CCMAs were awarded Friday to Grace Jones, Becca Mann, Carter Rice, Claire Roberson, Luke Jarnagin, Emma Jones and Kaylee Gray.
Cherokee health sciences instructor Tommie Loudy said the CCMA allows them to go right to work after high school graduation as a medical assistant.
For students who need a part-time job in college, the certification allows them to gain work experience in the medical field while attending classes.
What can a CCMA do?
Among the medical skills the seven are now certified to perform are checking vital signs; performing EKGs; performing phlebotomy and lab procedures; assisting providers with exams and procedures; doing medical office work and scheduling; administering injections and medications; and checking patients in and out.
“When they turn 18, they are job-ready; they are hirable,” Loudy said. “It is an actual job title, although ‘medical assistant’ is usually the way you hear it.”
How did they earn their CCMAs?
Each student successfully completed a minimum of three health science courses including Intro to Health Science, Medical Therapeutics and Clinical Internship.
Additionally, interns spent approximately 120 hours job shadowing with the following industry partners: Wellmont Physical Therapy, Wellmont Hawkins County Hospital, Wellmont Holston Valley Hospital, Wellmont Outpatient Diagnostic Center, U-Save Pharmacy, Cherokee Physical Therapy, Church Hill Healthcare & Rehab, Tri-Cities Center for Cosmetic Dentistry and Cureton Orthodontics.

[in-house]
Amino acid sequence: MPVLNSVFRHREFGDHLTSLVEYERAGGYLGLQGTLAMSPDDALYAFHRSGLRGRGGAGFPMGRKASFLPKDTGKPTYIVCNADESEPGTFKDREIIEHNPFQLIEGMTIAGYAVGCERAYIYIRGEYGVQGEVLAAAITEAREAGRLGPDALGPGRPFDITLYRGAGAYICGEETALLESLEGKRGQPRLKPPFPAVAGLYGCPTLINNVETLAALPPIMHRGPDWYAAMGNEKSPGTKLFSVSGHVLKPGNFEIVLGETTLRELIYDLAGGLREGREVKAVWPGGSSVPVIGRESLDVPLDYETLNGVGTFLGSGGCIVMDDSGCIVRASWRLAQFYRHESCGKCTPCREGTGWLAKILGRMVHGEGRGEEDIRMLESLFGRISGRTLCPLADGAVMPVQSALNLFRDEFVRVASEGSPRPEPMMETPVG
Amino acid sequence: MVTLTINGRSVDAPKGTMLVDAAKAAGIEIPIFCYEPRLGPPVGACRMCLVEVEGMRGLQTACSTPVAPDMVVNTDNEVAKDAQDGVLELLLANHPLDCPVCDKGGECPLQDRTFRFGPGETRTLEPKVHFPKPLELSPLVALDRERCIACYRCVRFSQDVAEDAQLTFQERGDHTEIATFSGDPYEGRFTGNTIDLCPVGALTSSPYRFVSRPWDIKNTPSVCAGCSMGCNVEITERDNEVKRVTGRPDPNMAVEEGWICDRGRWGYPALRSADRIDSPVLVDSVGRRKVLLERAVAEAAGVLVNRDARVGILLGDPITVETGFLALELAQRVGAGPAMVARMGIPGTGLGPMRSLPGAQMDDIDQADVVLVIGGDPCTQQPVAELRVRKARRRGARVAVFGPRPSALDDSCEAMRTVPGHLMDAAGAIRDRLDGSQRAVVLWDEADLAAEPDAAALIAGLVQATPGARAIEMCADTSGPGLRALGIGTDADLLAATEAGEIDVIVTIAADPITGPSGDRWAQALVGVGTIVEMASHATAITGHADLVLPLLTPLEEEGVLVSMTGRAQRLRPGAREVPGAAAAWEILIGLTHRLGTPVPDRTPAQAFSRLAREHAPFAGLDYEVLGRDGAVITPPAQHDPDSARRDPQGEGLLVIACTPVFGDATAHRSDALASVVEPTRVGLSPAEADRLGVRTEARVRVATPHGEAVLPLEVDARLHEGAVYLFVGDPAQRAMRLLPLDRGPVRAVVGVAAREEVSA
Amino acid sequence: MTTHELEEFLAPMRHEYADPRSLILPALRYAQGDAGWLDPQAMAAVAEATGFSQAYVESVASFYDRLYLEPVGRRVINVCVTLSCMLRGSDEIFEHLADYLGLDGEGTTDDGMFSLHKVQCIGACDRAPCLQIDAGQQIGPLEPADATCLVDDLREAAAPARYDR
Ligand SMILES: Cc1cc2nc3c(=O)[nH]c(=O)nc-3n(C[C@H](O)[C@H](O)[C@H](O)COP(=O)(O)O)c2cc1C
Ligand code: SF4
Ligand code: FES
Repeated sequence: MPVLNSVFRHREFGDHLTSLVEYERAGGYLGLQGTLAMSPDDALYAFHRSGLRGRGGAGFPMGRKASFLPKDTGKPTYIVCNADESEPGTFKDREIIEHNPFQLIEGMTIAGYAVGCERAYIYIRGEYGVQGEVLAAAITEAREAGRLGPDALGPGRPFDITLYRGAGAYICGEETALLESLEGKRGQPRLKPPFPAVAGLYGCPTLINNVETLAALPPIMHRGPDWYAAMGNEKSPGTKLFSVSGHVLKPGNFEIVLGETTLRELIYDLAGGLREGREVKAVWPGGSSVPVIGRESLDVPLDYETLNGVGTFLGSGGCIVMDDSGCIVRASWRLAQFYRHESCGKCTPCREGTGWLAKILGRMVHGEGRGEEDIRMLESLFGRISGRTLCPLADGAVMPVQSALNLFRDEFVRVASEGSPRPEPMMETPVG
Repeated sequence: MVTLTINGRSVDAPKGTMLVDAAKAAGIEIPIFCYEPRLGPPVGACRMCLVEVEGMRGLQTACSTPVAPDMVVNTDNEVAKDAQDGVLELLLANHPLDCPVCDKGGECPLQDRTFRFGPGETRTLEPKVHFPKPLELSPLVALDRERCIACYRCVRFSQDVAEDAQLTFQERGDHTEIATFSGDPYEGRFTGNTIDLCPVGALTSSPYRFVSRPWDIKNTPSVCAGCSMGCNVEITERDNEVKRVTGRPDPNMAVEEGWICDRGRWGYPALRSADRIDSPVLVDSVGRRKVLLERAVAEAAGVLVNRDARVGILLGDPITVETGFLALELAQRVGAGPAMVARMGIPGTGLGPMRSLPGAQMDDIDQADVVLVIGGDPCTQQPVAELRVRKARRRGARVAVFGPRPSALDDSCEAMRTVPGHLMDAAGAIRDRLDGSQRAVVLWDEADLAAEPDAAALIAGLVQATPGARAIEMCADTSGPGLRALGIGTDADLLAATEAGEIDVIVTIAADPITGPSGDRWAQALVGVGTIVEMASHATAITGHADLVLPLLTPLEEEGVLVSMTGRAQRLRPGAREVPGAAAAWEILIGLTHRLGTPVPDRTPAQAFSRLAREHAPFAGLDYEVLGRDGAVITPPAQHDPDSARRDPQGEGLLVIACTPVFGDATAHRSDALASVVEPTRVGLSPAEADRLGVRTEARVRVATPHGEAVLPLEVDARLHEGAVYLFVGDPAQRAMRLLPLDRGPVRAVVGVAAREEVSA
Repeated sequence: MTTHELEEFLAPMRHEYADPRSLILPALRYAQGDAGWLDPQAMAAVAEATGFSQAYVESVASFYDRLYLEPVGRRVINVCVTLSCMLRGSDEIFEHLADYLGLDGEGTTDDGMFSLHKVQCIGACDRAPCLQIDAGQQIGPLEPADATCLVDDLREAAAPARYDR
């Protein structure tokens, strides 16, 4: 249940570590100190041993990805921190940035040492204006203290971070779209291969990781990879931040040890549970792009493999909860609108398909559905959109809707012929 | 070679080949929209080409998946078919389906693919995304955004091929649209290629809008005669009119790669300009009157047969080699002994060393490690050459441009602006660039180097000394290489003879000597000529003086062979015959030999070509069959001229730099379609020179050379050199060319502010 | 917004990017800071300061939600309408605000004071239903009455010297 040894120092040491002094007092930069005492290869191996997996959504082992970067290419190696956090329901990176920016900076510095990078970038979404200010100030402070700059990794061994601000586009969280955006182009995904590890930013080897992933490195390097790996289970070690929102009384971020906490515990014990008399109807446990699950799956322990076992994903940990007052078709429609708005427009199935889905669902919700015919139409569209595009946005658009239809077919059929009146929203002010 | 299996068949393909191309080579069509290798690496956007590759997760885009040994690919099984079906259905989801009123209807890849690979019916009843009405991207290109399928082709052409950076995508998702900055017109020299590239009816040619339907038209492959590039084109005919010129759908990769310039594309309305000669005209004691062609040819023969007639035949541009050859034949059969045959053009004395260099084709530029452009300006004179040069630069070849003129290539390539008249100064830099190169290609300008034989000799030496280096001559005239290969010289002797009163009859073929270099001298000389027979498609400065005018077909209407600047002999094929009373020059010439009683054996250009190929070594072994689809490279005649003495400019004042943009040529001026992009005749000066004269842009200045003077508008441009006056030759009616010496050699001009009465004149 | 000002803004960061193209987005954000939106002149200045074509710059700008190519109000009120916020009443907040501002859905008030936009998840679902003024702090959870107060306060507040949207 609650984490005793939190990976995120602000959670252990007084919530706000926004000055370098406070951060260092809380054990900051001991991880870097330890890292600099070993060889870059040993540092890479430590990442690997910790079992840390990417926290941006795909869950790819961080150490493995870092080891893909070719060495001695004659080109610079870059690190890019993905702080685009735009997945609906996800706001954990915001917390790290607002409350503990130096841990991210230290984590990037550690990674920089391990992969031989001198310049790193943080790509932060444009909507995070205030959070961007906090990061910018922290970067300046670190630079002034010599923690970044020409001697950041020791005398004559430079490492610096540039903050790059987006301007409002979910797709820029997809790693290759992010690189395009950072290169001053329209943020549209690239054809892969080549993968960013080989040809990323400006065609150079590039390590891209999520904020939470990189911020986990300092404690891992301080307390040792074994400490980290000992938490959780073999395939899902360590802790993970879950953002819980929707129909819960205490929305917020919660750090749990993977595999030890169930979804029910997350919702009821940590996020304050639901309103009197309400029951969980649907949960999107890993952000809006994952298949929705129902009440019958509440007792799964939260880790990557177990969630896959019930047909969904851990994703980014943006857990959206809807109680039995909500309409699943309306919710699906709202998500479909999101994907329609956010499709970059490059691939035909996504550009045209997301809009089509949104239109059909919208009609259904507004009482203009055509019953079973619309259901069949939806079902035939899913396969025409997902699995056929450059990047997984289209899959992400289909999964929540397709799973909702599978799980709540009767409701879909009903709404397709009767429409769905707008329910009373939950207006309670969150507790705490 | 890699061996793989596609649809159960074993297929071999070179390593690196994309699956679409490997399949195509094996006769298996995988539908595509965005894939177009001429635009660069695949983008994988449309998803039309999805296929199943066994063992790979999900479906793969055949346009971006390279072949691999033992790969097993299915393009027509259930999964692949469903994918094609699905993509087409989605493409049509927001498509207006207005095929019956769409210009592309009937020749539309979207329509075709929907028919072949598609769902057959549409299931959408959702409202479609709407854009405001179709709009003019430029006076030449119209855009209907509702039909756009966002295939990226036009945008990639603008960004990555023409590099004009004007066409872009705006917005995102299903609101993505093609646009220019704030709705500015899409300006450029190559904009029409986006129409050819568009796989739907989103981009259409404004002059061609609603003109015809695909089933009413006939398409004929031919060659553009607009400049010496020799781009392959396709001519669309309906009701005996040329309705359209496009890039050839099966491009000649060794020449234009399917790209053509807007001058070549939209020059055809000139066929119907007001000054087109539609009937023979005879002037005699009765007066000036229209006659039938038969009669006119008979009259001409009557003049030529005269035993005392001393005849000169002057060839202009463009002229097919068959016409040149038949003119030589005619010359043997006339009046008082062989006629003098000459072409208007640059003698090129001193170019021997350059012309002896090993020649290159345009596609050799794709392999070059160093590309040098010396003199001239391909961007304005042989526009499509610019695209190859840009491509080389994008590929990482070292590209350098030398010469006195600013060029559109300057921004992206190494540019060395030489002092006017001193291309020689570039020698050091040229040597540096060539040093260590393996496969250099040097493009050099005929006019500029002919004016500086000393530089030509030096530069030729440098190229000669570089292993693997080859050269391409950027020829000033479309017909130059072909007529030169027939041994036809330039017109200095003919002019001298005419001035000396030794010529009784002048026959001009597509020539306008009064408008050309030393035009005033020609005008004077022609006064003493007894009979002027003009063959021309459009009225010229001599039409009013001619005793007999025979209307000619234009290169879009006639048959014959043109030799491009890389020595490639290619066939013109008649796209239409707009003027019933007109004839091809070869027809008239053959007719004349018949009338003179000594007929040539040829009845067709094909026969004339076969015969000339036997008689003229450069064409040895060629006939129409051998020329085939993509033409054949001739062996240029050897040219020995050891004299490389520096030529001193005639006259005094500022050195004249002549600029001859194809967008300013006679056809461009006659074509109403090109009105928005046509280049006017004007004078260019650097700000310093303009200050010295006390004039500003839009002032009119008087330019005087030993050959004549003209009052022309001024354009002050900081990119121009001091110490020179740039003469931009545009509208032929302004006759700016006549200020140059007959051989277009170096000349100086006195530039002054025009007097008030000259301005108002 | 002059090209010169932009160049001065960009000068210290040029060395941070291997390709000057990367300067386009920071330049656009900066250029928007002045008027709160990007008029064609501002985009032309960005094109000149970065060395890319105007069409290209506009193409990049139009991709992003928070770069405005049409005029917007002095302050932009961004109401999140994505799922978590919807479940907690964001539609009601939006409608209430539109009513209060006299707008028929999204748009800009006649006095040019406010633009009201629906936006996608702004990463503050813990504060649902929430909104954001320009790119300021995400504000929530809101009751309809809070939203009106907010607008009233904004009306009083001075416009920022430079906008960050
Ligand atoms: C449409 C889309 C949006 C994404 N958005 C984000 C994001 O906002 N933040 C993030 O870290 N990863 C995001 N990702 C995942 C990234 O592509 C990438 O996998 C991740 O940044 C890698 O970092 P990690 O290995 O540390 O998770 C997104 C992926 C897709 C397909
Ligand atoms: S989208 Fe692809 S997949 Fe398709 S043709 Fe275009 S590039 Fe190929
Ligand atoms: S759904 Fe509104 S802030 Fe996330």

“They got to go to the NICU (neonatal intensive care unit) and to the ER. The two mandatory rotations were laboratory and pharmacy,” Loudy said. “They they got to choose other areas such as physical therapy, nursing or other disciplines.”
Does the CCMA help their future career goals?
Loudy said the certification will allow the students to get out into the real world and work as medical assistants.
“I always try to survey the students and find out what their interests are and try to best tie in college and career prep,” Loudy said. “Anything students do here in Cherokee’s health sciences program is going to give them a leg up in preparing for college and career readiness.
“A lot of times employers will help students with their tuition, tuition reimbursement and that sort of thing. Any kind of industry certification is going to help a student get a leg up and be ready and be accepted into a health professional program at the community college level or at the university level. This is the first time we’ve offered this, and I’m really pleased with the results.”